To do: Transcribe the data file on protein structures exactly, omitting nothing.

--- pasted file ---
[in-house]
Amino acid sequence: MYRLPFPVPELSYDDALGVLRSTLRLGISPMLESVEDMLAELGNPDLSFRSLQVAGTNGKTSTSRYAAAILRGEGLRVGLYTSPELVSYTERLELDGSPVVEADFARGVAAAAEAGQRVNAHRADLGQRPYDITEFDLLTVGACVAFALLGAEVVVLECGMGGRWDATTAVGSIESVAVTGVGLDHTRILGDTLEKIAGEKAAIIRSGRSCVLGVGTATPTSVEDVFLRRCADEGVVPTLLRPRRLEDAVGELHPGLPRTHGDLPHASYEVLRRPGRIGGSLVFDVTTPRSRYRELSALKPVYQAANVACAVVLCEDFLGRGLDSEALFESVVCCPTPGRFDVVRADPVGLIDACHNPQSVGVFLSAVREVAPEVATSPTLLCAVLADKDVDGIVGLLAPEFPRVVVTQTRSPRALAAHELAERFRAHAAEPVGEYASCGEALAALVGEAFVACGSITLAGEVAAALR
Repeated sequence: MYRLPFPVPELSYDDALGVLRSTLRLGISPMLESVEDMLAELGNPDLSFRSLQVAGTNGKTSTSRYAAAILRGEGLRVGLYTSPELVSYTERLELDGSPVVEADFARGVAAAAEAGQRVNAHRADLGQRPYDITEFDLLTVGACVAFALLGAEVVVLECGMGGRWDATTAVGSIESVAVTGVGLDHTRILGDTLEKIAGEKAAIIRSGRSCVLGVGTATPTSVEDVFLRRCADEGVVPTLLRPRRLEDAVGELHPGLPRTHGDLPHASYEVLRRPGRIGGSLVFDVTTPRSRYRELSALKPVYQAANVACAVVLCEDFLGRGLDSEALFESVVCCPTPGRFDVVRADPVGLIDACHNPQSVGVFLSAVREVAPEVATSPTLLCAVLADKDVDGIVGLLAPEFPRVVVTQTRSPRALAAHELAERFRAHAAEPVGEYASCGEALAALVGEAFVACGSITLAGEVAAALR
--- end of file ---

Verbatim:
[in-house]
Amino acid sequence: MYRLPFPVPELSYDDALGVLRSTLRLGISPMLESVEDMLAELGNPDLSFRSLQVAGTNGKTSTSRYAAAILRGEGLRVGLYTSPELVSYTERLELDGSPVVEADFARGVAAAAEAGQRVNAHRADLGQRPYDITEFDLLTVGACVAFALLGAEVVVLECGMGGRWDATTAVGSIESVAVTGVGLDHTRILGDTLEKIAGEKAAIIRSGRSCVLGVGTATPTSVEDVFLRRCADEGVVPTLLRPRRLEDAVGELHPGLPRTHGDLPHASYEVLRRPGRIGGSLVFDVTTPRSRYRELSALKPVYQAANVACAVVLCEDFLGRGLDSEALFESVVCCPTPGRFDVVRADPVGLIDACHNPQSVGVFLSAVREVAPEVATSPTLLCAVLADKDVDGIVGLLAPEFPRVVVTQTRSPRALAAHELAERFRAHAAEPVGEYASCGEALAALVGEAFVACGSITLAGEVAAALR
Repeated sequence: MYRLPFPVPELSYDDALGVLRSTLRLGISPMLESVEDMLAELGNPDLSFRSLQVAGTNGKTSTSRYAAAILRGEGLRVGLYTSPELVSYTERLELDGSPVVEADFARGVAAAAEAGQRVNAHRADLGQRPYDITEFDLLTVGACVAFALLGAEVVVLECGMGGRWDATTAVGSIESVAVTGVGLDHTRILGDTLEKIAGEKAAIIRSGRSCVLGVGTATPTSVEDVFLRRCADEGVVPTLLRPRRLEDAVGELHPGLPRTHGDLPHASYEVLRRPGRIGGSLVFDVTTPRSRYRELSALKPVYQAANVACAVVLCEDFLGRGLDSEALFESVVCCPTPGRFDVVRADPVGLIDACHNPQSVGVFLSAVREVAPEVATSPTLLCAVLADKDVDGIVGLLAPEFPRVVVTQTRSPRALAAHELAERFRAHAAEPVGEYASCGEALAALVGEAFVACGSITLAGEVAAALR